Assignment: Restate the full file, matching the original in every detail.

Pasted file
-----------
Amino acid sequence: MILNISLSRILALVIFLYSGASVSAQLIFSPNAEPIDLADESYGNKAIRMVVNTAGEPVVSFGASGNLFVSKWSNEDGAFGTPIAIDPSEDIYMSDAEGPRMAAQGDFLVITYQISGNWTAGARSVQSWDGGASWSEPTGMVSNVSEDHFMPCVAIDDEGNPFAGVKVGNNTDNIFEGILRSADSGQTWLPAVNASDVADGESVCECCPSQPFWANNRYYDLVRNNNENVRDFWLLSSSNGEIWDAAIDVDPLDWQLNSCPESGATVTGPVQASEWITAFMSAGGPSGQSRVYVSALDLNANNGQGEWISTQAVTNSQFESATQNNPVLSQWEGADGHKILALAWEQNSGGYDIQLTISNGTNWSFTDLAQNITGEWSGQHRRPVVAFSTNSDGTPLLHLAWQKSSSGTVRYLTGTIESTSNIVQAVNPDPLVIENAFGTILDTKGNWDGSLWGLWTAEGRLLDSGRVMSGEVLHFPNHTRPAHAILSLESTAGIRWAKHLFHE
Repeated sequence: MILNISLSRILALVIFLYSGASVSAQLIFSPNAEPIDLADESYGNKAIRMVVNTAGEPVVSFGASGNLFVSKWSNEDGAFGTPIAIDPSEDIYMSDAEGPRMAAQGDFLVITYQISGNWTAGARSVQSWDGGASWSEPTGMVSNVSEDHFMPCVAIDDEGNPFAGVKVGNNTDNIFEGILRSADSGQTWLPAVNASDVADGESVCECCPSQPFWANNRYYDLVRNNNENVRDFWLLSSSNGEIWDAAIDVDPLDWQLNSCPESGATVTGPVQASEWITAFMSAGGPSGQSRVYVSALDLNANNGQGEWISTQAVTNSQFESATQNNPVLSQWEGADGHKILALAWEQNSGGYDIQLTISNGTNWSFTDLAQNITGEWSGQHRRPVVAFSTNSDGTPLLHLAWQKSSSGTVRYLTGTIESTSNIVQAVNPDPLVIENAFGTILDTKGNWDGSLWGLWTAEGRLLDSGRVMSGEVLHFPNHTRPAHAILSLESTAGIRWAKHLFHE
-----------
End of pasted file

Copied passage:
Amino acid sequence: MILNISLSRILALVIFLYSGASVSAQLIFSPNAEPIDLADESYGNKAIRMVVNTAGEPVVSFGASGNLFVSKWSNEDGAFGTPIAIDPSEDIYMSDAEGPRMAAQGDFLVITYQISGNWTAGARSVQSWDGGASWSEPTGMVSNVSEDHFMPCVAIDDEGNPFAGVKVGNNTDNIFEGILRSADSGQTWLPAVNASDVADGESVCECCPSQPFWANNRYYDLVRNNNENVRDFWLLSSSNGEIWDAAIDVDPLDWQLNSCPESGATVTGPVQASEWITAFMSAGGPSGQSRVYVSALDLNANNGQGEWISTQAVTNSQFESATQNNPVLSQWEGADGHKILALAWEQNSGGYDIQLTISNGTNWSFTDLAQNITGEWSGQHRRPVVAFSTNSDGTPLLHLAWQKSSSGTVRYLTGTIESTSNIVQAVNPDPLVIENAFGTILDTKGNWDGSLWGLWTAEGRLLDSGRVMSGEVLHFPNHTRPAHAILSLESTAGIRWAKHLFHE
Repeated sequence: MILNISLSRILALVIFLYSGASVSAQLIFSPNAEPIDLADESYGNKAIRMVVNTAGEPVVSFGASGNLFVSKWSNEDGAFGTPIAIDPSEDIYMSDAEGPRMAAQGDFLVITYQISGNWTAGARSVQSWDGGASWSEPTGMVSNVSEDHFMPCVAIDDEGNPFAGVKVGNNTDNIFEGILRSADSGQTWLPAVNASDVADGESVCECCPSQPFWANNRYYDLVRNNNENVRDFWLLSSSNGEIWDAAIDVDPLDWQLNSCPESGATVTGPVQASEWITAFMSAGGPSGQSRVYVSALDLNANNGQGEWISTQAVTNSQFESATQNNPVLSQWEGADGHKILALAWEQNSGGYDIQLTISNGTNWSFTDLAQNITGEWSGQHRRPVVAFSTNSDGTPLLHLAWQKSSSGTVRYLTGTIESTSNIVQAVNPDPLVIENAFGTILDTKGNWDGSLWGLWTAEGRLLDSGRVMSGEVLHFPNHTRPAHAILSLESTAGIRWAKHLFHE